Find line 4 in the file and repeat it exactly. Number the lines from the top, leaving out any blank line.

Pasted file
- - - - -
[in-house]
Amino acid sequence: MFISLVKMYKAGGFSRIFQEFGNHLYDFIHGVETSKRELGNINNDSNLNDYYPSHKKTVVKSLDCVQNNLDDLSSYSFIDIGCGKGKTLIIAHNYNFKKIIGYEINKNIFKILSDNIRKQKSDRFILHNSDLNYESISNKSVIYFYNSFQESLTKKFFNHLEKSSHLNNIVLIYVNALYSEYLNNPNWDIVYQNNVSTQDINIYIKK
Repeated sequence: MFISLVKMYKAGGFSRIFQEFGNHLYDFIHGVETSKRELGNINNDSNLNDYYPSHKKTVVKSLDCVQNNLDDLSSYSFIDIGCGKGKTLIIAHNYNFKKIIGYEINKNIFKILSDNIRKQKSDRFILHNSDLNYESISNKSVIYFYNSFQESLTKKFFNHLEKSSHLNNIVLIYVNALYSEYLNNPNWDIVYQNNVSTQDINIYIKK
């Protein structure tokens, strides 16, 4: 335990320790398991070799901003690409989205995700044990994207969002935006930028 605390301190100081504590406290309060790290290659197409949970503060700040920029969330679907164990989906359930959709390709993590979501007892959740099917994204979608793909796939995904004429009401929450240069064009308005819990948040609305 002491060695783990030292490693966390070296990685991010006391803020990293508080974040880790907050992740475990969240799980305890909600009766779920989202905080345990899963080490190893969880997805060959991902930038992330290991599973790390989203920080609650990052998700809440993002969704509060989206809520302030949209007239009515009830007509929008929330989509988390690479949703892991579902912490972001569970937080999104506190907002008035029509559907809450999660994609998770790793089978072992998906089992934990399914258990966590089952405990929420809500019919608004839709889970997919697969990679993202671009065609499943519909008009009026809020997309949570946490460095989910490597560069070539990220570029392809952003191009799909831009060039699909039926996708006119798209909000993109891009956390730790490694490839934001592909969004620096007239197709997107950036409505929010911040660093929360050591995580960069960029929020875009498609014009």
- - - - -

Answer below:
């Protein structure tokens, strides 16, 4: 335990320790398991070799901003690409989205995700044990994207969002935006930028 605390301190100081504590406290309060790290290659197409949970503060700040920029969330679907164990989906359930959709390709993590979501007892959740099917994204979608793909796939995904004429009401929450240069064009308005819990948040609305 002491060695783990030292490693966390070296990685991010006391803020990293508080974040880790907050992740475990969240799980305890909600009766779920989202905080345990899963080490190893969880997805060959991902930038992330290991599973790390989203920080609650990052998700809440993002969704509060989206809520302030949209007239009515009830007509929008929330989509988390690479949703892991579902912490972001569970937080999104506190907002008035029509559907809450999660994609998770790793089978072992998906089992934990399914258990966590089952405990929420809500019919608004839709889970997919697969990679993202671009065609499943519909008009009026809020997309949570946490460095989910490597560069070539990220570029392809952003191009799909831009060039699909039926996708006119798209909000993109891009956390730790490694490839934001592909969004620096007239197709997107950036409505929010911040660093929360050591995580960069960029929020875009498609014009």